Phase 2: Encoding with DigitalGlassware 

The chemist then transferred the method into the standard DigitalGlassware “recipe” format. The recipe files can be shared instantly across users of the DigitalGlassware platform, wherever they are located; similarly, modifications can be made and transmitted immediately on the cloud-based system.

 

Phase 3: Following DigitalGlassware recipe

The same chemist now used the DigitalGlassware platform to repeat the reaction in triplicate. This involved, firstly, following simple step-by-step instructions on the lab-based RecipeRunner tablet app to set up the apparatus, including installing the self-contained DeviceX sensor array inside the reaction vessel and the EnvironmentalSensor to record ambient conditions. Once the reaction was set up, the chemist followed the DigitalGlassware recipe step by step, recording progress in the app, while the sensors collected data and transmitted it to the cloud in real time. Because DigitalGlassware timestamps both reaction steps and sensor data, results can easily be correlated at any stage of the process, and reviewed and compared using the RecipeRunner component of the platform. Again, samples were collected and analysed using HPLC.



Results

The two chief findings of this study were that the average reaction yield was significantly increased, and the variability greatly decreased, when using DigitalGlassware, compared with traditional methods. Directly comparing the reaction runs using the two methods, the yield was 50% greater when using DigitalGlassware, with the average error reduced by 80%.

After two hours of reaction time, the measured conversion without DigitalGlassware was 26%, plus or minus 24%. At the same timestamp when using DigitalGlassware, the yield was 39%, plus or minus 2%, demonstrating an enormous increase in reproducibility.

 

Analysis and optimisation opportunities

The DigitalGlassware platform incorporates analysis software which allows detailed comparison of reaction runs, using the real-time data recorded and transmitted by the sensors, timestamped alongside each recipe step, and other data such as photographs taken in the lab. This time-course data collection approach adds vital context, enabling chemists to identify areas for reaction optimisation. To take a simple example, the HPLC analysis of the reaction being studied showed that the conversion proceeded very little after 3 h of reaction time. Continuing the reaction beyond this point produces little additional gain but consumes energy and takes up valuable time which could be spent more productively. With staff and overhead costs estimated to be at least $350,000 per annum per full-time chemist in large pharmaceutical firms, even a modest increase in productivity represents considerable financial gain.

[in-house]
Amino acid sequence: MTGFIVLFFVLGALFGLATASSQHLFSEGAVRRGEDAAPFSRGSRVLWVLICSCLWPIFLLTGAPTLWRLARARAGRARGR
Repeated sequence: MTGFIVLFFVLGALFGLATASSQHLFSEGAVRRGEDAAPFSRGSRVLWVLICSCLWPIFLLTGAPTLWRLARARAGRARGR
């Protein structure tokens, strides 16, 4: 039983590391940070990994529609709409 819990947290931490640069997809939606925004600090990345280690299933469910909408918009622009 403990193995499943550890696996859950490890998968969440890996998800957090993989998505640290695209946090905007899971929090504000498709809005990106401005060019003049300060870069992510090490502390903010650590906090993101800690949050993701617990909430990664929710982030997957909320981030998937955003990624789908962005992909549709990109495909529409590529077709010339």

With a traditional experimental setup, assessing the completion point would require costly and labour-intensive analysis at regular periods. With the DeviceX in-flask sensor, changes in the reaction vessel are monitored in real time. By correlating these changes with the quantity of product present, the optimum reaction time and conditions can be assessed, and used to fine-tune the DigitalGlassware recipe file. 

 

Such information can also add to the chemistry understanding in a more qualitative manner. To take one example, relative humidity is an important consideration when carrying out moisture-sensitive chemistry, and easy measurement of this within the fumehood enables a chemist to quickly assess whether additional precautions may be appropriate and to compare to other similar experiments that may have been run at remote facilities.

 

The richness of data collected by DigitalGlassware opens the way for much more data science. Algorithmic methods are capable of identifying trends in data that may be missed by the laboratory chemist. Analysis of this rich data set may provide parameters that can be directly correlated with experiment outcomes: a trivial example would be be a simple colour change While this may be readily visible to the naked eye, the sensors will enable a more quantitative interpretation which can be better correlated with reaction outcomes, particularly given their separate RGB channels. This offers the opportunity to use these to monitor a reaction in real time and reduce the dependence on higher-cost analytical methods.

 

Summary

Mark Warne, CEO of DeepMatter Group, believes the advantages of DigitalGlassware will only become greater as the chemical and pharmaceutical industries adapt to the post-Covid-19 world. “With the increase of remote working and limits placed on travel between sites, it is increasingly likely that the valuable ‘green-fingered’ chemist won’t be available in person to share their expertise,” he says. “DigitalGlassware not only allows chemists to keep track of their own reactions, it permits that knowledge to be transferred seamlessly across organisations, ensuring that the most efficient methods and processes are being followed by every team member, no matter where they are located.” 

 

By creating a structured, standardised recipe rather than ad hoc notes in a lab book, DigitalGlassware will allow even inexperienced chemists to improve consistency and efficiency - and help to consign those irreproducible results to the pages of history.